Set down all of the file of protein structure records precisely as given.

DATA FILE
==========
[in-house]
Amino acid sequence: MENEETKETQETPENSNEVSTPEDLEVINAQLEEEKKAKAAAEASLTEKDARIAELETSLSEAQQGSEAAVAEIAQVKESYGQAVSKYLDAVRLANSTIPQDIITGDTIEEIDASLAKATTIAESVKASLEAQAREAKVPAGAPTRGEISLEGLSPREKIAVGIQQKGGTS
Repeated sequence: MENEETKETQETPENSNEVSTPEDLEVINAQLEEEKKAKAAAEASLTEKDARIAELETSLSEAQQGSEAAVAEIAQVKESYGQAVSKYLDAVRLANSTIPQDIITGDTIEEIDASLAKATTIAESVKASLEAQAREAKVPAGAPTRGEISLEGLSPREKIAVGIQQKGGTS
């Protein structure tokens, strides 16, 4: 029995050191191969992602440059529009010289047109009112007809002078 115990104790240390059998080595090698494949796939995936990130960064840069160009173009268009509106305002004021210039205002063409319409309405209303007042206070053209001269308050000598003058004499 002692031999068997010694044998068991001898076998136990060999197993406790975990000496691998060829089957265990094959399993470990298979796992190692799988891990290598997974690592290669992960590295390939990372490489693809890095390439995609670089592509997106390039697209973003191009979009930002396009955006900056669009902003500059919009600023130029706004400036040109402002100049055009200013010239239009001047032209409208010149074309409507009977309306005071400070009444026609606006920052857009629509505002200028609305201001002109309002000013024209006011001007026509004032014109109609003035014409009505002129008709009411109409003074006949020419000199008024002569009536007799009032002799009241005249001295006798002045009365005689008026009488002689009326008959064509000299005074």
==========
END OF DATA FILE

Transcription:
[in-house]
Amino acid sequence: MENEETKETQETPENSNEVSTPEDLEVINAQLEEEKKAKAAAEASLTEKDARIAELETSLSEAQQGSEAAVAEIAQVKESYGQAVSKYLDAVRLANSTIPQDIITGDTIEEIDASLAKATTIAESVKASLEAQAREAKVPAGAPTRGEISLEGLSPREKIAVGIQQKGGTS
Repeated sequence: MENEETKETQETPENSNEVSTPEDLEVINAQLEEEKKAKAAAEASLTEKDARIAELETSLSEAQQGSEAAVAEIAQVKESYGQAVSKYLDAVRLANSTIPQDIITGDTIEEIDASLAKATTIAESVKASLEAQAREAKVPAGAPTRGEISLEGLSPREKIAVGIQQKGGTS
């Protein structure tokens, strides 16, 4: 029995050191191969992602440059529009010289047109009112007809002078 115990104790240390059998080595090698494949796939995936990130960064840069160009173009268009509106305002004021210039205002063409319409309405209303007042206070053209001269308050000598003058004499 002692031999068997010694044998068991001898076998136990060999197993406790975990000496691998060829089957265990094959399993470990298979796992190692799988891990290598997974690592290669992960590295390939990372490489693809890095390439995609670089592509997106390039697209973003191009979009930002396009955006900056669009902003500059919009600023130029706004400036040109402002100049055009200013010239239009001047032209409208010149074309409507009977309306005071400070009444026609606006920052857009629509505002200028609305201001002109309002000013024209006011001007026509004032014109109609003035014409009505002129008709009411109409003074006949020419000199008024002569009536007799009032002799009241005249001295006798002045009365005689008026009488002689009326008959064509000299005074």